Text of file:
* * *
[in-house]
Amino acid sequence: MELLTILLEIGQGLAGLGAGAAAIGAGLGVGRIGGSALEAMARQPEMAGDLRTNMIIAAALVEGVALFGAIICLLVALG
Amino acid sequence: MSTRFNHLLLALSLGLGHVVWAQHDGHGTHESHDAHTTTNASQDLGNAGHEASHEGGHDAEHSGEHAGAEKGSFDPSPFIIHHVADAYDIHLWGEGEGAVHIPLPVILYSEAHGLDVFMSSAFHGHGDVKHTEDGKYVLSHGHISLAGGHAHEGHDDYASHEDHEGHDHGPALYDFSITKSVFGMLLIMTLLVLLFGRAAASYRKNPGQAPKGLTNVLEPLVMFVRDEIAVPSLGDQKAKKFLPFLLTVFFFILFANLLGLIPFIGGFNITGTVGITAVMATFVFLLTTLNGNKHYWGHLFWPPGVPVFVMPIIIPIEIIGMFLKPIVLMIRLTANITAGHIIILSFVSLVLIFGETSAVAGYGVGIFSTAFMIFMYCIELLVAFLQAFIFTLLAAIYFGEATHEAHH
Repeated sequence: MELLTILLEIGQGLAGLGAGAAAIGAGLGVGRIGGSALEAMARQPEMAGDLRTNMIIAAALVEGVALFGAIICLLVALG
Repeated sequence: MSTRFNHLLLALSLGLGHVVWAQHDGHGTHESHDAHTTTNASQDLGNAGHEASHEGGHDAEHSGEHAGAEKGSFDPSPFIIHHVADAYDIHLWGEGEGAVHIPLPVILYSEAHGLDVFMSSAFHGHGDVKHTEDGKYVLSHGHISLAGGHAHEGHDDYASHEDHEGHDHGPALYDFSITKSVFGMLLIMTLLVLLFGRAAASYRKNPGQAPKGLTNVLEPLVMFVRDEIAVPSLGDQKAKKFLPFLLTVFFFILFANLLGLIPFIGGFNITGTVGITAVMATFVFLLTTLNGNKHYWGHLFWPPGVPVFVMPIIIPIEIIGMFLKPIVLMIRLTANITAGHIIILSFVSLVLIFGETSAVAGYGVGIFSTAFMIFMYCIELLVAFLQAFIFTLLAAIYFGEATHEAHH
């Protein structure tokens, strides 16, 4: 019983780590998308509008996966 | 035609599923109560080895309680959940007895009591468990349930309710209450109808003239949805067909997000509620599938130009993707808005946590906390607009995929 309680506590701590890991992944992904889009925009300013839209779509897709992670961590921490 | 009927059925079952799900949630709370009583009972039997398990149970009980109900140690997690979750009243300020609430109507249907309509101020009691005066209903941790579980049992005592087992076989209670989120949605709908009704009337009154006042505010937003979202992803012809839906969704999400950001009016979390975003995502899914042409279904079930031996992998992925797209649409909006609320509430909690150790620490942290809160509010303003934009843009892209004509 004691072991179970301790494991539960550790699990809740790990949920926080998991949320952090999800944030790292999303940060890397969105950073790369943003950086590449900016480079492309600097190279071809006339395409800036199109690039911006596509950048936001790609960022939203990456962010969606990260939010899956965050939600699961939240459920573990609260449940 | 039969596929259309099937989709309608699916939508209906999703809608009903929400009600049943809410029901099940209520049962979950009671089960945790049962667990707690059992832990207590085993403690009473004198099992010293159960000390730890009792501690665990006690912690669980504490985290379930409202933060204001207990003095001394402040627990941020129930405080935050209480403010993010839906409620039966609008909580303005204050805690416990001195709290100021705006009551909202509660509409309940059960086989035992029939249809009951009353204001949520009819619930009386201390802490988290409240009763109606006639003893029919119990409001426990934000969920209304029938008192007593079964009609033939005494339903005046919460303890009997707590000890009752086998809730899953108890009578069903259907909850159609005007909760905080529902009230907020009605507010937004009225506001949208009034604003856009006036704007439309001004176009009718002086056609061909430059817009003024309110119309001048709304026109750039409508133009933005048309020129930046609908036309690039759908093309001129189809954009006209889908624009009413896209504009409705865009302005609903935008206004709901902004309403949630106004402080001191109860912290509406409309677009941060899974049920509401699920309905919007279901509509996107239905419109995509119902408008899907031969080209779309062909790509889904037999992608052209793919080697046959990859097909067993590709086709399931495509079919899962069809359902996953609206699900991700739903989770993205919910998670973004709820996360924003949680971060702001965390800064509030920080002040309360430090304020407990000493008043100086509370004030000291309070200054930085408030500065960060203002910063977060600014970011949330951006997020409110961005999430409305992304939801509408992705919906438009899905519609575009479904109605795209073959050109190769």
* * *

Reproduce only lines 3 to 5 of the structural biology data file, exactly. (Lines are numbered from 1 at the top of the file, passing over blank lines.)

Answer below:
Amino acid sequence: MSTRFNHLLLALSLGLGHVVWAQHDGHGTHESHDAHTTTNASQDLGNAGHEASHEGGHDAEHSGEHAGAEKGSFDPSPFIIHHVADAYDIHLWGEGEGAVHIPLPVILYSEAHGLDVFMSSAFHGHGDVKHTEDGKYVLSHGHISLAGGHAHEGHDDYASHEDHEGHDHGPALYDFSITKSVFGMLLIMTLLVLLFGRAAASYRKNPGQAPKGLTNVLEPLVMFVRDEIAVPSLGDQKAKKFLPFLLTVFFFILFANLLGLIPFIGGFNITGTVGITAVMATFVFLLTTLNGNKHYWGHLFWPPGVPVFVMPIIIPIEIIGMFLKPIVLMIRLTANITAGHIIILSFVSLVLIFGETSAVAGYGVGIFSTAFMIFMYCIELLVAFLQAFIFTLLAAIYFGEATHEAHH
Repeated sequence: MELLTILLEIGQGLAGLGAGAAAIGAGLGVGRIGGSALEAMARQPEMAGDLRTNMIIAAALVEGVALFGAIICLLVALG
Repeated sequence: MSTRFNHLLLALSLGLGHVVWAQHDGHGTHESHDAHTTTNASQDLGNAGHEASHEGGHDAEHSGEHAGAEKGSFDPSPFIIHHVADAYDIHLWGEGEGAVHIPLPVILYSEAHGLDVFMSSAFHGHGDVKHTEDGKYVLSHGHISLAGGHAHEGHDDYASHEDHEGHDHGPALYDFSITKSVFGMLLIMTLLVLLFGRAAASYRKNPGQAPKGLTNVLEPLVMFVRDEIAVPSLGDQKAKKFLPFLLTVFFFILFANLLGLIPFIGGFNITGTVGITAVMATFVFLLTTLNGNKHYWGHLFWPPGVPVFVMPIIIPIEIIGMFLKPIVLMIRLTANITAGHIIILSFVSLVLIFGETSAVAGYGVGIFSTAFMIFMYCIELLVAFLQAFIFTLLAAIYFGEATHEAHH